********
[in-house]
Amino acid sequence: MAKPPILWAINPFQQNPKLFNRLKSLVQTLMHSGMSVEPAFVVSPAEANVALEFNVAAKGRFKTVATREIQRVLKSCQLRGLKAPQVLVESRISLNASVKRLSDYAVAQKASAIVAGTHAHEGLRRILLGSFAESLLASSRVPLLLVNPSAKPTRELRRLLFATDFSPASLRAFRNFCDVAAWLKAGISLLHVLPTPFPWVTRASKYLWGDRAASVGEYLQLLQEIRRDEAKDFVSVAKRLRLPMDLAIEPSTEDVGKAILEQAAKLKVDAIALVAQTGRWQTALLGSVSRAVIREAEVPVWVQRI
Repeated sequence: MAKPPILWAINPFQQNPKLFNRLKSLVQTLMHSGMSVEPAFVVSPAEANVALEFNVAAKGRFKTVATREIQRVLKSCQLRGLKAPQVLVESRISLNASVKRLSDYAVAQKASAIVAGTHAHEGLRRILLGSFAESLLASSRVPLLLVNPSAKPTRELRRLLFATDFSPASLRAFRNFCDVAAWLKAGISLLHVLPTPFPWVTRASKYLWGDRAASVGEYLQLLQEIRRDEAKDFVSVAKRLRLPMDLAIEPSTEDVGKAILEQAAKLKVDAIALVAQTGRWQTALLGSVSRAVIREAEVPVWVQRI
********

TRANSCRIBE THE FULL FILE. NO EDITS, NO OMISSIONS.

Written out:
[in-house]
Amino acid sequence: MAKPPILWAINPFQQNPKLFNRLKSLVQTLMHSGMSVEPAFVVSPAEANVALEFNVAAKGRFKTVATREIQRVLKSCQLRGLKAPQVLVESRISLNASVKRLSDYAVAQKASAIVAGTHAHEGLRRILLGSFAESLLASSRVPLLLVNPSAKPTRELRRLLFATDFSPASLRAFRNFCDVAAWLKAGISLLHVLPTPFPWVTRASKYLWGDRAASVGEYLQLLQEIRRDEAKDFVSVAKRLRLPMDLAIEPSTEDVGKAILEQAAKLKVDAIALVAQTGRWQTALLGSVSRAVIREAEVPVWVQRI
Repeated sequence: MAKPPILWAINPFQQNPKLFNRLKSLVQTLMHSGMSVEPAFVVSPAEANVALEFNVAAKGRFKTVATREIQRVLKSCQLRGLKAPQVLVESRISLNASVKRLSDYAVAQKASAIVAGTHAHEGLRRILLGSFAESLLASSRVPLLLVNPSAKPTRELRRLLFATDFSPASLRAFRNFCDVAAWLKAGISLLHVLPTPFPWVTRASKYLWGDRAASVGEYLQLLQEIRRDEAKDFVSVAKRLRLPMDLAIEPSTEDVGKAILEQAAKLKVDAIALVAQTGRWQTALLGSVSRAVIREAEVPVWVQRI